Purpose: To determine the prevalence of suspected disease in the mediastinum and internal mammary (IM) node chain by 18fluorodeoxyglucose (FDG) positron emission tomography (PET), compared with conventional staging by computed tomography (CT) in patients with recurrent or metastatic breast cancer. Patients and Methods: We retrospectively evaluated intrathoracic lymph nodes using FDG PET and CT data in 73 consecutive patients with recurrent or metastatic breast cancer who had both CT and FDG PET within 30 days of each other. In reviews of CT scans, mediastinal nodes measuring 1 cm or greater in the short axis were considered positive. PET was considered positive when there were one or more mediastinal foci of FDG uptake greater than the mediastinal blood pool. Results: Overall, 40% of patients had abnormal mediastinal or IM FDG uptake consistent with metastases, compared with 23% of patients who had suspiciously enlarged mediastinal or IM nodes by CT. Both FDG PET and CT were positive in 22%. In the subset of 33 patients with assessable follow-up by CT or biopsy, the sensitivity, specificity, and accuracy for nodal disease was 85% , 90%, and 88%, respectively, by FDG PET; 54% , 85%, and 73%, respectively, by prospective interpretation of CT; and 50%, 83%, and 70%, respectively, by blinded observer interpretation of CT. Among patients suspected of having only locoregional disease recurrence (n = 33), 10 had unsuspected mediastinal or IM disease by FDG PET. Conclusion: FDG PET may uncover disease in these nodal regions not recognized by conventional staging methods. Future prospective studies using histopathology for confirmation are needed to validate the preliminary findings of this retrospective study.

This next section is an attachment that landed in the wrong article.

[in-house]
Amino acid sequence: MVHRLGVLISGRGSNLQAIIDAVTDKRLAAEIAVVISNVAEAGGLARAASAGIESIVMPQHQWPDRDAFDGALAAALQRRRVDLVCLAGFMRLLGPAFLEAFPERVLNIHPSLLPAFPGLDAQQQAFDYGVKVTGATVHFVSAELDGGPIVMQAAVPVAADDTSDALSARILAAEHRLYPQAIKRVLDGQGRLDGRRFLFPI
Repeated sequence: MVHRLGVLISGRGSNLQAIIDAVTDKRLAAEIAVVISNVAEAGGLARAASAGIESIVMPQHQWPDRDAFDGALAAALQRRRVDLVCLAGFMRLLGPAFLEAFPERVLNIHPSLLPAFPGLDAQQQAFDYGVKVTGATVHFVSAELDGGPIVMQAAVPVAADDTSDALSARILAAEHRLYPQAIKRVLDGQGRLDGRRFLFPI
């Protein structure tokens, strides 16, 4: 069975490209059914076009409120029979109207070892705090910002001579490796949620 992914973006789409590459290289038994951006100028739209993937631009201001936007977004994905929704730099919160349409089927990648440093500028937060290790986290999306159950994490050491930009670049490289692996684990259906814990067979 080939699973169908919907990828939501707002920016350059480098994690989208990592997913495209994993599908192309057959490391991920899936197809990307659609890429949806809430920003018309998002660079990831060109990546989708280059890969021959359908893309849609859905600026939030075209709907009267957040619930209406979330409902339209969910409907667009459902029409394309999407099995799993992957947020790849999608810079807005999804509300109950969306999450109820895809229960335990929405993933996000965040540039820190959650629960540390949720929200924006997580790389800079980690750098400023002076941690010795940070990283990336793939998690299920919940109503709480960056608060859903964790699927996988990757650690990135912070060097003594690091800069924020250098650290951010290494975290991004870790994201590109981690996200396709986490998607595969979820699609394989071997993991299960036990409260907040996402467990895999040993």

ASJC Scopus subject areas
- Cancer Research